Biomol Ther (Seoul) -0001; 22(6): 491-496  https://doi.org/10.4062/biomolther.2014.083
Lightening up Light Therapy: Activation of Retrograde Signaling Pathway by Photobiomodulation
Hong Pyo Kim*

Ajou University, School of Pharmacy, Suwon 443-749, Republic of Korea

*Corresponding Author: E-mail: ghim@ajou.ac.kr, Tel: +82-31-219-3452, Fax: +82-31-219-3435
Received: July 9, 2014; Revised: July 24, 2014; Accepted: July 31, 2014; Published online: November 30, 2014.
© The Korean Society of Applied Pharmacology. All rights reserved.

This is an Open Access article distributed under the terms of the Creative Commons Attribution Non-Commercial License (http://creativecommons.org/licenses/by-nc/3.0) which permits unrestricted non-commercial use, distribution, and reproduction in any medium, provided the original work is properly cited.
Abstract

Photobiomodulation utilizes monochromatic (or quasimonochromatic) light in the electromagnetic region of 600∼1000 nm for the treatment of soft tissues in a nondestructive and nonthermal mode. It is conceivable that photobiomodulation is based upon the ability of the light to alter cell metabolism as it is absorbed by general hemoproteins and cytochrome c oxidase (COX) in particular. Recently it has been suggested radiation of visible and infrared (IR) activates retrograde signaling pathway from mitochondria to nucleus. In this review, the role of COX in the photobiomodulation will be discussed. Further a possible role of water as a photoreceptor will be suggested.

Keywords: Photobiomodulation, Hemoprotein, Cytochrome c oxidase, Retrograde signaling, Water
INTRODUCTION

A famous experiment carried out by Otto Warburg uncovered the enzyme responsible for the critical step of cellular respiration (Lane, 2006), which converts the energy conserved in foods to ATP the cell can use. The enzyme he identified is cytochrome oxidase (COX), which is a major player in cellular energy metabolism. To extract energy from exogenous molecules, the cells break down ingested glucose to more simple molecules via glycolysis process. Then, pyruvate, a C3 compound enters the energy-producing subcellular organelle, mitochondria through pyruvate transporter compartmentalized to mitochondrial outer membrane (Divakaruni et al., 2013). The captured electrons from sugar compounds can produce ATP with the aid of oxygen. Cytochrome c oxidase controls the last step of this process, which commonly called oxidative phosphorylation (Lane, 2006; Karu, 2008).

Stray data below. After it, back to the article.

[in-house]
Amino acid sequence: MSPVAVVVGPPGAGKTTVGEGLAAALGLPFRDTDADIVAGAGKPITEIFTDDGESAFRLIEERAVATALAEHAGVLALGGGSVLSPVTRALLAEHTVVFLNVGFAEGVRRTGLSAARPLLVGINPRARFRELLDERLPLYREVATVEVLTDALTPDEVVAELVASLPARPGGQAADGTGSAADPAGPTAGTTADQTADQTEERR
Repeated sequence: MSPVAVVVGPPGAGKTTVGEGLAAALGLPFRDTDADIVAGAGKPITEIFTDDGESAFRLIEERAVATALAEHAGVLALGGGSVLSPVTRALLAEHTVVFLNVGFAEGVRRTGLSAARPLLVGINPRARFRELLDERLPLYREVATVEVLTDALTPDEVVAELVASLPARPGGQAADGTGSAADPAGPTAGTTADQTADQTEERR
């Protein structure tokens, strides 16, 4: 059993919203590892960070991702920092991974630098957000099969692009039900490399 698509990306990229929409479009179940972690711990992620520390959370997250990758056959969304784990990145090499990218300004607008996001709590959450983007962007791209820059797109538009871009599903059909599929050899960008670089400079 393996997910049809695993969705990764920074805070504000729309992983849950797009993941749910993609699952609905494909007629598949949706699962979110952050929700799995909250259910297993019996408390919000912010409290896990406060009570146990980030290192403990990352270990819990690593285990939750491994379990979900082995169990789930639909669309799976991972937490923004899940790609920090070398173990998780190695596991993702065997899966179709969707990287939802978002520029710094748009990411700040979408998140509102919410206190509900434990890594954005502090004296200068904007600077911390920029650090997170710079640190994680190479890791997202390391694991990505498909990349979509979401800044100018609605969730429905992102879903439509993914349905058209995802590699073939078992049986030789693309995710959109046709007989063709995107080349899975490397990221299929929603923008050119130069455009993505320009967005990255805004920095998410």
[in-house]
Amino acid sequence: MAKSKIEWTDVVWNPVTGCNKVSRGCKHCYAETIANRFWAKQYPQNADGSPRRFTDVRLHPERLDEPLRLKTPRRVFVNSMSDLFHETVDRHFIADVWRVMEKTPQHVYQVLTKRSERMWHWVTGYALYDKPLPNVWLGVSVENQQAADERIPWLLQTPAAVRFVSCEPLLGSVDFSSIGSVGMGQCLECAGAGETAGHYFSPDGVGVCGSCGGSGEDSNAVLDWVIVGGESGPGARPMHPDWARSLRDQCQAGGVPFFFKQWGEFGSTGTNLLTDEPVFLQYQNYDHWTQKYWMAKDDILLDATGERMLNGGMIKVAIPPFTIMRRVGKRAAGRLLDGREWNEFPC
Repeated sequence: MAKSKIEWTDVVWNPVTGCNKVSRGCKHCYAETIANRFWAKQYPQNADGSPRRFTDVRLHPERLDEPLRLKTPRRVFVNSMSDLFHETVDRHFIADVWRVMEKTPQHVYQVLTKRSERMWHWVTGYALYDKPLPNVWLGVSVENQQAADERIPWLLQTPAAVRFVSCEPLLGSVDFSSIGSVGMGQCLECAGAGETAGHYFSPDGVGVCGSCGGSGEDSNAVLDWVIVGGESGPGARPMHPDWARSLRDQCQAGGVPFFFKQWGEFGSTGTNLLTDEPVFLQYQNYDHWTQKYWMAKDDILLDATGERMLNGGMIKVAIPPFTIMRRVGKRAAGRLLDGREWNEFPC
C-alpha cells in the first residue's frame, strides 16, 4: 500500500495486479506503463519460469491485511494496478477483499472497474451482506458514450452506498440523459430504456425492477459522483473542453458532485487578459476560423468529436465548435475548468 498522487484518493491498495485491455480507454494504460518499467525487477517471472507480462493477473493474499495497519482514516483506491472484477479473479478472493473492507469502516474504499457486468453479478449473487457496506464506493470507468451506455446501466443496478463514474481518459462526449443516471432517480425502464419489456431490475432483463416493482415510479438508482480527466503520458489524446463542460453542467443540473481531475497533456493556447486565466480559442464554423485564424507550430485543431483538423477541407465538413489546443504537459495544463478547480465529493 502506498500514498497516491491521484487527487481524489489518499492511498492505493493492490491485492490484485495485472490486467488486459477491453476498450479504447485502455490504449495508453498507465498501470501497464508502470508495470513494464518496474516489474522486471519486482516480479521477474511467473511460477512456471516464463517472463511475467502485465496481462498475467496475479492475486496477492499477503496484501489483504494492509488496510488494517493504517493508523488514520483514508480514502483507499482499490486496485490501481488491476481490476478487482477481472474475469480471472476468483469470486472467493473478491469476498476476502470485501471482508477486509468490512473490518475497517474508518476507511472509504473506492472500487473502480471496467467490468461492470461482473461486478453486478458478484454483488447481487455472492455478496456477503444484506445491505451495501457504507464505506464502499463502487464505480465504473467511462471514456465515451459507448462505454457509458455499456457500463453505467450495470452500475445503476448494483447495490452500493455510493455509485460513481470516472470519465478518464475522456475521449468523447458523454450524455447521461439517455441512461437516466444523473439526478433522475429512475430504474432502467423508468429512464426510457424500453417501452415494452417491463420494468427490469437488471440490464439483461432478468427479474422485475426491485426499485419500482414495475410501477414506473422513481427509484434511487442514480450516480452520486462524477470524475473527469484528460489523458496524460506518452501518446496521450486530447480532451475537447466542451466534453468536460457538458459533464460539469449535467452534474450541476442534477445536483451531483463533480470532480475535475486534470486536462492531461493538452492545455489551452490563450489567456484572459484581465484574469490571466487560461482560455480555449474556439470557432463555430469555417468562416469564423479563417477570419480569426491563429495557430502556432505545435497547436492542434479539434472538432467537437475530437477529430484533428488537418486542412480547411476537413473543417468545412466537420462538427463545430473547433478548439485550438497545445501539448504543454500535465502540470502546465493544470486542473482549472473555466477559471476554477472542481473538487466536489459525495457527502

The method that Warburg used to discover is rather intriguing since he has exploited two seemingly unrelated things; carbon monoxide (CO) and light (Lane, 2006). While CO can block cellular respiration by binding and inhibiting COX in place of oxygen, a flash of light can displace the gas molecule. Thus oxygen can bind to the enzyme again and utilize it to produce ATP (Fig. 1). Cells frequently use CO and nitric oxide (NO) to block cellular respiration (Moncada and Bola?os, 2006; Zuckerbraun et al., 2007).

Both gas molecules are constantly synthesized in the body via enzymatic catalysis (Kim et al., 2006). Interestingly evidences suggested that those enzymes (i.e., mitochondrial NO synthase, heme oxygenase-1) are also compartmentalized in the mitochondria (Slebos et al., 2007; Zaobornyj and Ghafourifar, 2012). With regards to the existence of gas-producing enzyme in the specific organelles, Moncada (2006) has proposed the idea that slowing respiration by binding of NO instead of oxygen to COX is to divert oxygen elsewhere in cells and tissues. Thus, the strategy may prevent falling down of oxygen levels to a certain extent in the neighboring cells. In fact, it has been demonstrated that NO blocks respiration in endothelial cells, which helps to deliver oxygen to smooth muscle cells in the blood vessel.

Coincidently, light has long been considered to augment wound healing (Mester et al., 1971; Conlan et al., 1996; Reddy et al., 2001; Whelan et al., 2003; Ells et al., 2004). So far, however, the molecular basis for the therapeutic potential of light has only recently uncovered. At long wavelengths in the infrared (IR) spectrum region, photons may penetrate about several centimeters into the skin (Schindl et al., 2000; Lane, 2006). More recently Dr. Karu (2008) suggested that near-IR radiation may modulate cellular respiration and retrograde signaling from mitochondria to nucleus. This opens new modalities of therapeutics by adopting light, photobiomodulation (PBM).

WHAT IS “PHOTOBIOMODULATION”

Laser PBM, also called as low-energy laser therapy, manifests the utilization of monochromatic or quasimonochromatic low-level light to induce mainly non-thermal and non-invasive photochemical activities (Mester et al., 1985; Schindl et al., 2000; Desmet et al., 2006). Some investigators are skeptical for this multidisciplinary field since they deeply believe electromagnetic light must ionize biological systems it affects. Or they thought of the light signals are so weak to induce significant biological effects (Karu, 2008).